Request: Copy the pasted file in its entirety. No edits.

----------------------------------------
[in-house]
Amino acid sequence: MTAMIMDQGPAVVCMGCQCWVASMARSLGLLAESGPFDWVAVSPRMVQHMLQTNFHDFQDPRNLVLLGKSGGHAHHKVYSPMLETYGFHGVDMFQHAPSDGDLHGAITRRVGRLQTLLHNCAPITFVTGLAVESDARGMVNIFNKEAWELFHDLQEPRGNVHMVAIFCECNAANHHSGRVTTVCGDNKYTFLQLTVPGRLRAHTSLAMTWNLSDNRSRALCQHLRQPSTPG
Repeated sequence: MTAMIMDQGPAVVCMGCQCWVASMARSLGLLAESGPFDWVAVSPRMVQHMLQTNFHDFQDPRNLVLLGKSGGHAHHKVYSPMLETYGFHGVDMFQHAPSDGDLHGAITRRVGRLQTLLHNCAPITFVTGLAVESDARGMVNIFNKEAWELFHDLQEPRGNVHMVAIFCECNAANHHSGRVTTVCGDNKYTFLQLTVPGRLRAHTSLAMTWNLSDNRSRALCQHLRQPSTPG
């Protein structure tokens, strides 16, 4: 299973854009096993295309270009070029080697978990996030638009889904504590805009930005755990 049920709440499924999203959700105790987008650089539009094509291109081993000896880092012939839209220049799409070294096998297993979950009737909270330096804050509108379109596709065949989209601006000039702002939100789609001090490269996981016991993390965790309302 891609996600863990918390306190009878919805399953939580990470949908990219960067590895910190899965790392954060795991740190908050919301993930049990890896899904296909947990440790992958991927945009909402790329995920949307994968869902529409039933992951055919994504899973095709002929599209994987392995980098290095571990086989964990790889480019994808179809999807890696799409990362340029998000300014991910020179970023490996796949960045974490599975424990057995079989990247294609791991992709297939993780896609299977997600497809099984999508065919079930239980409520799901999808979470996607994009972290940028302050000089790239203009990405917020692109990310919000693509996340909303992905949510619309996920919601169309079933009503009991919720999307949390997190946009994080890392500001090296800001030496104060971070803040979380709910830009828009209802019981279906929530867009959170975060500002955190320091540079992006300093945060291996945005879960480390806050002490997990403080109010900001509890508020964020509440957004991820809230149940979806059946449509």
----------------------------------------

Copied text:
[in-house]
Amino acid sequence: MTAMIMDQGPAVVCMGCQCWVASMARSLGLLAESGPFDWVAVSPRMVQHMLQTNFHDFQDPRNLVLLGKSGGHAHHKVYSPMLETYGFHGVDMFQHAPSDGDLHGAITRRVGRLQTLLHNCAPITFVTGLAVESDARGMVNIFNKEAWELFHDLQEPRGNVHMVAIFCECNAANHHSGRVTTVCGDNKYTFLQLTVPGRLRAHTSLAMTWNLSDNRSRALCQHLRQPSTPG
Repeated sequence: MTAMIMDQGPAVVCMGCQCWVASMARSLGLLAESGPFDWVAVSPRMVQHMLQTNFHDFQDPRNLVLLGKSGGHAHHKVYSPMLETYGFHGVDMFQHAPSDGDLHGAITRRVGRLQTLLHNCAPITFVTGLAVESDARGMVNIFNKEAWELFHDLQEPRGNVHMVAIFCECNAANHHSGRVTTVCGDNKYTFLQLTVPGRLRAHTSLAMTWNLSDNRSRALCQHLRQPSTPG
């Protein structure tokens, strides 16, 4: 299973854009096993295309270009070029080697978990996030638009889904504590805009930005755990 049920709440499924999203959700105790987008650089539009094509291109081993000896880092012939839209220049799409070294096998297993979950009737909270330096804050509108379109596709065949989209601006000039702002939100789609001090490269996981016991993390965790309302 891609996600863990918390306190009878919805399953939580990470949908990219960067590895910190899965790392954060795991740190908050919301993930049990890896899904296909947990440790992958991927945009909402790329995920949307994968869902529409039933992951055919994504899973095709002929599209994987392995980098290095571990086989964990790889480019994808179809999807890696799409990362340029998000300014991910020179970023490996796949960045974490599975424990057995079989990247294609791991992709297939993780896609299977997600497809099984999508065919079930239980409520799901999808979470996607994009972290940028302050000089790239203009990405917020692109990310919000693509996340909303992905949510619309996920919601169309079933009503009991919720999307949390997190946009994080890392500001090296800001030496104060971070803040979380709910830009828009209802019981279906929530867009959170975060500002955190320091540079992006300093945060291996945005879960480390806050002490997990403080109010900001509890508020964020509440957004991820809230149940979806059946449509």